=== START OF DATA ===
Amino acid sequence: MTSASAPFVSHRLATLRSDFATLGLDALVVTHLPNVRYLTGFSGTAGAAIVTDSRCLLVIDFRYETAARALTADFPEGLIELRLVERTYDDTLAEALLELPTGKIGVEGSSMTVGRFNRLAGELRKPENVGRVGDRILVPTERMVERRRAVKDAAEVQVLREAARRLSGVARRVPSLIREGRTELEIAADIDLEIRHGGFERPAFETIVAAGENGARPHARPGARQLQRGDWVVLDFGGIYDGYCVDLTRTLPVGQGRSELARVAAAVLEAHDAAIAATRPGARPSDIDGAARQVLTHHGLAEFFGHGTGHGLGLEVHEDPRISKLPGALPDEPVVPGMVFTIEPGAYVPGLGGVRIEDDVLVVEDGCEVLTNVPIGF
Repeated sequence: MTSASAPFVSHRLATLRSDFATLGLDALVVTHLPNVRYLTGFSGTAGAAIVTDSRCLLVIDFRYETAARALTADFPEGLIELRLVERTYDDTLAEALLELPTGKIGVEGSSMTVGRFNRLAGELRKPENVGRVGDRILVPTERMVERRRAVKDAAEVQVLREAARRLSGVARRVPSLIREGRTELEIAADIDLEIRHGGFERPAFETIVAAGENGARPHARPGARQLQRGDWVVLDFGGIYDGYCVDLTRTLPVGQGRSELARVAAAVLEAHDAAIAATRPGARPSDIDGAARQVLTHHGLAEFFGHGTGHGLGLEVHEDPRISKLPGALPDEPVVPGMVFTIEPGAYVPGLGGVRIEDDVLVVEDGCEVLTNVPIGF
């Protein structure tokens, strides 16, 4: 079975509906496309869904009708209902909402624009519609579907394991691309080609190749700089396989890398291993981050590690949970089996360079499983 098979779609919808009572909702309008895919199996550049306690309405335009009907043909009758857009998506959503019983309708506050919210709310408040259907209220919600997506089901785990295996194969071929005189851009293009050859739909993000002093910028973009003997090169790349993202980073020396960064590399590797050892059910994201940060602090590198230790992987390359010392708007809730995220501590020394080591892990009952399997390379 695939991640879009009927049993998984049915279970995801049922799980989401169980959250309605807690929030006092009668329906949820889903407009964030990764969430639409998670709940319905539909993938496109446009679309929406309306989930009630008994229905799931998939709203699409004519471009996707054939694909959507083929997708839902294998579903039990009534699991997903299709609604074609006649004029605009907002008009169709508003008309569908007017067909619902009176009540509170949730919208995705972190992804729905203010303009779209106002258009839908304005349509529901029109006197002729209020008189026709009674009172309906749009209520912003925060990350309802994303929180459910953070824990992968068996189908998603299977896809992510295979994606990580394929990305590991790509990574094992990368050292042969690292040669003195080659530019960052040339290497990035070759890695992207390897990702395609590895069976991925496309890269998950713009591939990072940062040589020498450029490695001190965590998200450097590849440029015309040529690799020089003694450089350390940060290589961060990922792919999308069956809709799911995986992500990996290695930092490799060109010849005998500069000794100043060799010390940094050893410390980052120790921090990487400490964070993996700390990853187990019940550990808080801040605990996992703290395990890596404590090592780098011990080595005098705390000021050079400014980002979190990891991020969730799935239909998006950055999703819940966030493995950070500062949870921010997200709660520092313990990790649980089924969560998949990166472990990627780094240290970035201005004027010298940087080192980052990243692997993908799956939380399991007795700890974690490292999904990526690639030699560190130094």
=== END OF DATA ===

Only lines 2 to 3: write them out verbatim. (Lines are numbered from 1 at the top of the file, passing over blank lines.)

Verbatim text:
Repeated sequence: MTSASAPFVSHRLATLRSDFATLGLDALVVTHLPNVRYLTGFSGTAGAAIVTDSRCLLVIDFRYETAARALTADFPEGLIELRLVERTYDDTLAEALLELPTGKIGVEGSSMTVGRFNRLAGELRKPENVGRVGDRILVPTERMVERRRAVKDAAEVQVLREAARRLSGVARRVPSLIREGRTELEIAADIDLEIRHGGFERPAFETIVAAGENGARPHARPGARQLQRGDWVVLDFGGIYDGYCVDLTRTLPVGQGRSELARVAAAVLEAHDAAIAATRPGARPSDIDGAARQVLTHHGLAEFFGHGTGHGLGLEVHEDPRISKLPGALPDEPVVPGMVFTIEPGAYVPGLGGVRIEDDVLVVEDGCEVLTNVPIGF
């Protein structure tokens, strides 16, 4: 079975509906496309869904009708209902909402624009519609579907394991691309080609190749700089396989890398291993981050590690949970089996360079499983 098979779609919808009572909702309008895919199996550049306690309405335009009907043909009758857009998506959503019983309708506050919210709310408040259907209220919600997506089901785990295996194969071929005189851009293009050859739909993000002093910028973009003997090169790349993202980073020396960064590399590797050892059910994201940060602090590198230790992987390359010392708007809730995220501590020394080591892990009952399997390379 695939991640879009009927049993998984049915279970995801049922799980989401169980959250309605807690929030006092009668329906949820889903407009964030990764969430639409998670709940319905539909993938496109446009679309929406309306989930009630008994229905799931998939709203699409004519471009996707054939694909959507083929997708839902294998579903039990009534699991997903299709609604074609006649004029605009907002008009169709508003008309569908007017067909619902009176009540509170949730919208995705972190992804729905203010303009779209106002258009839908304005349509529901029109006197002729209020008189026709009674009172309906749009209520912003925060990350309802994303929180459910953070824990992968068996189908998603299977896809992510295979994606990580394929990305590991790509990574094992990368050292042969690292040669003195080659530019960052040339290497990035070759890695992207390897990702395609590895069976991925496309890269998950713009591939990072940062040589020498450029490695001190965590998200450097590849440029015309040529690799020089003694450089350390940060290589961060990922792919999308069956809709799911995986992500990996290695930092490799060109010849005998500069000794100043060799010390940094050893410390980052120790921090990487400490964070993996700390990853187990019940550990808080801040605990996992703290395990890596404590090592780098011990080595005098705390000021050079400014980002979190990891991020969730799935239909998006950055999703819940966030493995950070500062949870921010997200709660520092313990990790649980089924969560998949990166472990990627780094240290970035201005004027010298940087080192980052990243692997993908799956939380399991007795700890974690490292999904990526690639030699560190130094």